How a New Youth-Driven Party Is Shaking Up Malaysian Politics

How a New Youth-Driven Party Is Shaking Up Malaysian Politics
A protest against the appointment of Muhyiddin Yassin as prime minister, in Kuala Lumpur, Malaysia, Feb. 29, 2020 (AP photo by Vincent Thian).

KUALA LUMPUR, Malaysia—Syed Saddiq Abdul Rahman turned heads in 2018 when, at the age of 25, he became the youngest-ever Malaysian politician appointed to a Cabinet post. Last year, he helped secure the passage of a landmark constitutional amendment to lower the voting age from 21 to 18. Now, the telegenic former youth and sports minister is building a new, youth-led political party that follows a recent trend of millennial-inspired political movements in Southeast Asia, including the Indonesian Solidarity Party and Thailand’s now-banned Future Forward Party. Syed Saddiq’s party, the Malaysian United Democratic Alliance—or MUDA, which means “young” in Malay—aims to capitalize on widespread frustration with the country’s winner-take-all politics and galvanize Malaysia’s long-underrepresented youth into a potent political force.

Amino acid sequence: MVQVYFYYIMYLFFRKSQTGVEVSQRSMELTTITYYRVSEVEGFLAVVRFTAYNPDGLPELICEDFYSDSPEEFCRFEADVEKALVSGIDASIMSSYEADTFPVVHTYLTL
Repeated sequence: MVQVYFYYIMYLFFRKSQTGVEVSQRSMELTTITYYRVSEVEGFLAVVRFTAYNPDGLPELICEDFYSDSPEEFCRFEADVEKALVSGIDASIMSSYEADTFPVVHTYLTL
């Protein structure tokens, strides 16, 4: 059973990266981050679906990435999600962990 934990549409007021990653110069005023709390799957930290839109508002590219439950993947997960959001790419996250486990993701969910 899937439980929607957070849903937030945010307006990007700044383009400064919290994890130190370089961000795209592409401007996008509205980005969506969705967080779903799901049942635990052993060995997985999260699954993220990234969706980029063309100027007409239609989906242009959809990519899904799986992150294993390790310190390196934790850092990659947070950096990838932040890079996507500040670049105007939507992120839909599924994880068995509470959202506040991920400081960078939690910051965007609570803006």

The timing is opportune. Since Mahathir Mohamad suddenly stepped down as prime minister in February in a failed attempt to form a new coalition government, politicians from across the political spectrum have been locked in a fierce and polarizing fight for control. The current Perikatan Nasional coalition, led by Prime Minister Muhyiddin Yassin, holds a razor-thin majority in Parliament. It is an uneasy alliance of defectors from Mahathir’s old Pakatan Harapan coalition and remnants of the formerly dominant Barisan Nasional alliance, which had been in power for six decades before a huge corruption scandal led voters to resoundingly reject it in the 2018 general election.

Muhyiddin managed to avoid a planned vote of no confidence during a parliamentary session in May, and his coalition partners scored an important victory in state elections in Sabah, on the island of Borneo, in September, but his government remains shaky. Anwar Ibrahim, the longtime opposition leader who was slated to take the reins of Pakatan Harapan from Mahathir before he resigned, recently met with Malaysia’s king, Sultan Abdullah Sultan Ahmad Shah, to present evidence that he has enough support in Parliament to form a new government. Regardless, many observers expect snap elections will be held in the near future to break the political impasse.

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